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Network World - This vendor-written tech primer has been edited by Network World to eliminate product promotion, but readers should note it will likely favor the submitter's approach.
It's difficult to define what the "cloud of tomorrow" will look like because of all the changes happening in the IT industry -- changes to fundamental application architecture, service models and interactions between components. The cloud continues to disrupt IT in new ways so predicting tomorrow is a perpetual moving target.
Understanding that, a clearer picture of the future of the cloud might be gleaned by looking at the current offerings and identifying how they should change to accelerate the cloud market.
[ IN PICTURES: 10 cloud predictions ]
It's important to recognize why the cloud is different and what -- from a technical standpoint -- drives the disruption it causes:
These differences are forcing enterprises to change their cloud use habits and are limiting functionality and what can be done within the cloud. The applications and services that have already made the jump to cloud have most often been Web-based applications specifically designed to work in the cloud.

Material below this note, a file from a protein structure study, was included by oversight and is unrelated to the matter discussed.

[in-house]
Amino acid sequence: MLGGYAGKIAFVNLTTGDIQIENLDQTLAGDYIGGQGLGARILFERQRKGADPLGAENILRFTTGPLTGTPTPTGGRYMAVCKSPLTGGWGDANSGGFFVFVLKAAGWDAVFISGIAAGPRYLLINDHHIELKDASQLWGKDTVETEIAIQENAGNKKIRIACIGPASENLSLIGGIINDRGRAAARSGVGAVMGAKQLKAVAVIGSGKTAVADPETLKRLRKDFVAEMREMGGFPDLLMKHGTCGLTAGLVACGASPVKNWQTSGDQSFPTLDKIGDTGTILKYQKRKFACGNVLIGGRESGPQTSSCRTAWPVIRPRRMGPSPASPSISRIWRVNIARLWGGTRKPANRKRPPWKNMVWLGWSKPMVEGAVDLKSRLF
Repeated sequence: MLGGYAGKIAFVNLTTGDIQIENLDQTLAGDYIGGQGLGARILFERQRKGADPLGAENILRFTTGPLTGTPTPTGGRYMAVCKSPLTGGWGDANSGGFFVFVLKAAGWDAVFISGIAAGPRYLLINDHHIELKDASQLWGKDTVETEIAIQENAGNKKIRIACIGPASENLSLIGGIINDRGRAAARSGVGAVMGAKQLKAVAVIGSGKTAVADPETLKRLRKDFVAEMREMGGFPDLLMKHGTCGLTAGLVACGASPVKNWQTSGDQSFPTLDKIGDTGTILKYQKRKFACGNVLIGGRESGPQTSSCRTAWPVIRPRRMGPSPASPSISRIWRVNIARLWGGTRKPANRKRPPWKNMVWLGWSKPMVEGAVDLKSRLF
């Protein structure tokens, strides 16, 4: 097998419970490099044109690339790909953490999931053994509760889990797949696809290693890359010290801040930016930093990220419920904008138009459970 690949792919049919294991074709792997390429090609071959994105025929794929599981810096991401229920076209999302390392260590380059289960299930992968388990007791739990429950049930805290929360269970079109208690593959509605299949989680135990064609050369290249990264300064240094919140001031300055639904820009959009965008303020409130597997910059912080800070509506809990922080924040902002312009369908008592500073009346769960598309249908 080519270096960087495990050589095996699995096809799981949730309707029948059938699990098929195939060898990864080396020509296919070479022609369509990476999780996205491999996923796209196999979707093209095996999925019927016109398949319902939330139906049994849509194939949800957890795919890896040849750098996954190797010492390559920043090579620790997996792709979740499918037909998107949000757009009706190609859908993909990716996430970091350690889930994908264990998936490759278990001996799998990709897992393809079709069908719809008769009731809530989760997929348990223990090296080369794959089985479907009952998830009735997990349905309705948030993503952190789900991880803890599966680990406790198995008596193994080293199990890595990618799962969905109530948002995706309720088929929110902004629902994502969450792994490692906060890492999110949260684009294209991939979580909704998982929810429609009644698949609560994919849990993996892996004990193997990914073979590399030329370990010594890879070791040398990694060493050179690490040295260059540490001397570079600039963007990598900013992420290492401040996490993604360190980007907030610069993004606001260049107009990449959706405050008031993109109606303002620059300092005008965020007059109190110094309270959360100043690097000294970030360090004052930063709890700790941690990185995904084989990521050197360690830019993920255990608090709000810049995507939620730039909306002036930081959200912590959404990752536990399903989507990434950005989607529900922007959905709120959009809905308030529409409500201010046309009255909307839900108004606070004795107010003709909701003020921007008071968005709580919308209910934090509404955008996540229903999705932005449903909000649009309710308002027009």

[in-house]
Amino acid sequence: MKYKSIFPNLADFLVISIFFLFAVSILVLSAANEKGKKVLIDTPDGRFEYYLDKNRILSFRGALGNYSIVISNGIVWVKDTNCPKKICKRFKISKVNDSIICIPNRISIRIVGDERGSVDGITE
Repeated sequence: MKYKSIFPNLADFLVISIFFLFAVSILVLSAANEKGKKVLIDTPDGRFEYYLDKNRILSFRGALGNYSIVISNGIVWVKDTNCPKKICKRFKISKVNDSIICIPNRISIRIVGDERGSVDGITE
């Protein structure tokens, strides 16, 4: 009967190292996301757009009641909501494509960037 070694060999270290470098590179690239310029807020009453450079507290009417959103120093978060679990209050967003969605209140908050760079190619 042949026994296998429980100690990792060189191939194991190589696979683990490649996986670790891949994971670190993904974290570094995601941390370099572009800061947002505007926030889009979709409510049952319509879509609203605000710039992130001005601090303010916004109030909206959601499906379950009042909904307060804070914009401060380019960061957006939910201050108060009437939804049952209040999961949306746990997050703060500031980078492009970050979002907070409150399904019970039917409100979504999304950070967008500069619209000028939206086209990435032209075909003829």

Of course, there are many applications that have not made transition -- these are mostly enterprise applications such as CRM, ERP, B2D, SCM (and just about any other three letters you choose to combine). These applications are "the hard stuff" that makes a business run.
These applications are deemed difficult because they are restricted by the limitations imposed by cloud architecture. This leaves two choices -- change the applications or change the cloud. As in the technology industry, all things evolve and these applications will eventually be "re-written" or discarded as newer ones are developed. However, there is an opportunity to change the clouds so that they do more allowing us not to wait for the evolution of applications.